My friend Jenny tells me about baharat, which sounds amazing. See her explanation below.  Next time I'll try some of that to give this pie a spicy note.

For seasoning, in addition to a bit of lemon juice and sugar, I'm using baharat. Mine is from the Spice House in Chicago - the top note of this popular table seasoning from the Middle East (I'm all about ME cuisines this year) is very cinnamon/nutmeg, but the secondary note upon first taste is more complex, leaving one with a little kick that fits in with today's vogue for spicy desserts. Ingredients are: Tellicherry black pepper, coriander, cumin, Ceylon select cloves, Saigon cinnamon, cardamom, Spanish paprika and Chinese Tien Tsin chile peppers. Sounds weird, but really works.

April 06, 2010

Six Hour No Knead Artisanal Bread

There's been lots written about Jim Lahey's 18 hour no knead bread: the crackling brown crust; the airy, chewy delectable interior; the artisanal look; and most of all, the no fuss, no muss no-knead method.  But, as much as I love bread, it just seemed hard to be able to plan for something that far in the future, even if it meant no work on my part.

That's why this six hour version from Bonnie Stern is exactly right for me.  I can stir up the dough right after lunch, tend it one more time and be at the table with hot bread by supper.  What could be better than that?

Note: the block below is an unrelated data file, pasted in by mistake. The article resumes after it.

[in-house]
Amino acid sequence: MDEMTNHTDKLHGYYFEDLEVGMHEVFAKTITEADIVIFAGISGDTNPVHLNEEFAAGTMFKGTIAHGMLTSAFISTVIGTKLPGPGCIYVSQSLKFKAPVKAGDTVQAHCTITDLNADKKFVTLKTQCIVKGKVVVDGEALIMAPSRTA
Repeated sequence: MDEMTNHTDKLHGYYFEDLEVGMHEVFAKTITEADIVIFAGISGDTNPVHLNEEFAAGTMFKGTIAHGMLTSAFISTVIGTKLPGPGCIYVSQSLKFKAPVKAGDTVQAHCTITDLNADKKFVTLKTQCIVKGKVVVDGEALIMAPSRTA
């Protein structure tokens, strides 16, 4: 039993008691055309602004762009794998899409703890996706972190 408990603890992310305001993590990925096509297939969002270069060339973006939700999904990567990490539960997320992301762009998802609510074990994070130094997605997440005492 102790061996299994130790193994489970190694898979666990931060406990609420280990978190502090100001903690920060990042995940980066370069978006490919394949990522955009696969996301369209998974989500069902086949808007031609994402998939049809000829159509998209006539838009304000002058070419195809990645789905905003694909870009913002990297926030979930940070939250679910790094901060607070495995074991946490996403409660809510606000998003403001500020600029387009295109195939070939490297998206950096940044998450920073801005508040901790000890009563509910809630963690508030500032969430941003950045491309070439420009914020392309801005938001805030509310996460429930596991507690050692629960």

Six Hour No-Knead Bread
adapted by Bonnie Stern from Jim Lahey's recipe

makes one gorgeous loaf

3½ cups all purpose flour (or a combination of all purpose and whole wheat)

nb. I've long been intrigued by King Arthur Flour - simply because it's not available in Canada and it gets such great raves.  Finally got my hands on some and I have to say the results were fab...

1 tsp instant yeast
1 tbsp kosher salt
1½ c warm water
¼ tsp red wine vinegar
Additional flour
Cornmeal, sesame seeds or bran (optional)

1. Mix the flour, yeast and salt together in a large bowl. 

2.  Combine the water and vinegar and stir into the flour mixture until combined: you will have a soft, sticky dough. Cover the bowl with plastic wrap and a tea towel and leave at room temperature for three to four hours.

3.  Prep a baking sheet by covering it with a tea towel, sprinkled generously with flour.  Take the dough (which should be risen and full of bubbles) and spread it in a rectangular shape on the sheet that is approximately 12 x 8".  Cover loosely with plastic wrap, and let rest for 15 minutes.

4.  Place another clean tea towel on a baking sheet on which you have rubbed flour  and sprinkled cornmeal (or bran, etc.). Remove plastic wrap and fold dough into thirds, brushing off flour as you go.  Fold into thirds again to create a pudgy cube: this will become your beautiful boule. Place on the baking sheet and dust the top very lightly with more flour and cornmeal.  Fold the tea towel on top and let rise at room temperature, at least two hours (more is okay).

5.  Forty-five minutes before baking the bread, preheat the oven to 450°F.  Place a heavy large pot with a lid in the oven (for example a Le Creuset Dutch oven) and heat it for 30 minutes.

6.  Take the pot out of the stove and remove the lid.  Placing your hand underneath the dough, lift the boule gently and uncover, shaking off any excess flour and cornmeal over the baking sheet.  Flip the bread into the hot pot, cover and bake for 30 minutes.

7.  After 30 minutes, remove the lid, and bake a further 10-20 minutes, or until the bread is deep golden brown and crusty.* Let cool on a rack.

*When I took off the lid, the bread already looked quite brown to me, but it still needed that extra baking time.  I found that 10 minutes did the trick.